One of the nation’s first programs to bring full-time hip-hp education to high school students seeks new partners after financial crisis terminates its five-year run.

Since 2006, The Global Awareness through Hip Hop Culture program has been at the forefront of legitimizing the use of hip-hop culture in mainstream education. Based at a charter school in South Los Angeles, it has been one of the only educational hip-hop programs in the nation offered as a regular class to middle and high school students. Due to budget cuts, the program will no longer have a home as of June.

Sebastien Elkouby, the program’s founder, created the class to address the educational crisis that affects about 50 percent of inner-city students across the U.S. “For a variety of reasons, many students feel completely disconnected from the traditional educational process,” said Elkouby in a press statement. “This class uses the positive elements of Hip Hop culture that aren’t usually promoted in mainstream media as a medium to develop critical thinking skills while teaching them language arts, social studies, and life skills.”

According to Elkouby, the program experienced great success during its run and allowed inner city children opportunities they’d likely miss out on. “We’ve achieved a lot. We’ve had Hip Hop legends like MC Lyte and KRS-ONE as guests. We’ve sent kids to DJ retreats. We’ve been awarded state-of-the-art studio equipment. We’ve received international media coverage and been featured in documentaries … and this doesn’t even cover a third of what we’ve achieved…”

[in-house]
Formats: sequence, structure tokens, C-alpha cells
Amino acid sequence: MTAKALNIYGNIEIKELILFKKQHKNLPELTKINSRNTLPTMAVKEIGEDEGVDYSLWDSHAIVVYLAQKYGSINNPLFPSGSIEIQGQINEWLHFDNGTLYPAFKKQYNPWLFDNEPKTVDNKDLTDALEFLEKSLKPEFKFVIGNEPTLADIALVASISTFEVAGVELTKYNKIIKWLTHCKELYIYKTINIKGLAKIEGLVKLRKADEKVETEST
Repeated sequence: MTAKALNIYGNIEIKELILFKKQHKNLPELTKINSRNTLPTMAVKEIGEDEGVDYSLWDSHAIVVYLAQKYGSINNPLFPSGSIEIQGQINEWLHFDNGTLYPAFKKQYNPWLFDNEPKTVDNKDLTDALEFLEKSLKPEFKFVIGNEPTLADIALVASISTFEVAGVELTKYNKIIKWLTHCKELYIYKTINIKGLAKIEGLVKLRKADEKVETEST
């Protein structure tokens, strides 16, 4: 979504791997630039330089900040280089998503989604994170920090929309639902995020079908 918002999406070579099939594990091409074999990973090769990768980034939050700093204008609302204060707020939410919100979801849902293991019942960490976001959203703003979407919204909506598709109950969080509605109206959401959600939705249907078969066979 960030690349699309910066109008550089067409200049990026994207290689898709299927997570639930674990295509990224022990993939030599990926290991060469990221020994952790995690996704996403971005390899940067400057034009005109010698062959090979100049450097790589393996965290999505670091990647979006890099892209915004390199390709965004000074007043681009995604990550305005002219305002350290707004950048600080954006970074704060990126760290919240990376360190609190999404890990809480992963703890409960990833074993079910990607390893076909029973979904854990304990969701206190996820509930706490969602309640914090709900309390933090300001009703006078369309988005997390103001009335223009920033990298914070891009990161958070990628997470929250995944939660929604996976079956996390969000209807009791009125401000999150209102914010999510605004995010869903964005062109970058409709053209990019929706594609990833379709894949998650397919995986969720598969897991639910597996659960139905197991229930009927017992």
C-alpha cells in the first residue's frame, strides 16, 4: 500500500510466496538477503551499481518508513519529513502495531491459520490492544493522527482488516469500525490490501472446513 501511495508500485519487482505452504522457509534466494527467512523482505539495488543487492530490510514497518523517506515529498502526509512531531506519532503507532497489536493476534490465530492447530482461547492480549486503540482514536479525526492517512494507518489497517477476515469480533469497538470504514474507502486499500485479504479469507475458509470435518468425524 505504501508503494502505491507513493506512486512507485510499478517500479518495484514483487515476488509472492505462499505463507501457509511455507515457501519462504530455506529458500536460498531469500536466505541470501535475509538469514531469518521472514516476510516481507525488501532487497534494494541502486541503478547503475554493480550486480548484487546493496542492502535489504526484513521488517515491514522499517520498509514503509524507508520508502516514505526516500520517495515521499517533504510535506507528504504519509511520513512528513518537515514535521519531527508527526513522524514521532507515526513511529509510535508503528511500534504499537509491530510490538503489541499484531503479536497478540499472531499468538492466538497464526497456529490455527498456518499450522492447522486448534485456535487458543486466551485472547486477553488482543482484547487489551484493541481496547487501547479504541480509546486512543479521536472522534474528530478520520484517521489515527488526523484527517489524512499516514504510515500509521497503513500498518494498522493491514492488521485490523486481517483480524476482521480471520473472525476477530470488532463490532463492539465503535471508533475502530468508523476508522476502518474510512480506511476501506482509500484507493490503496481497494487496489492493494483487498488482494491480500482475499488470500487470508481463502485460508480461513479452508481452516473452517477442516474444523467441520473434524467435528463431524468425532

In 2007, Elkouby began working with the International Visitors Council of Los Angeles, advising educators from around the world on how to use Hip Hop culture as an educational medium. The following year, the National Society of High School Scholars selected Elkouby as “Educator of Distinction.”

He is hopeful the program will find a new home.

“It doesn’t even have to be offered at a school,” the program’s founder added. “I’m open to bringing the program wherever the need is. I know that there’s money available to fund creative programs. We just have to find it. Who knows? It may even come from someone in the Hip Hop community.”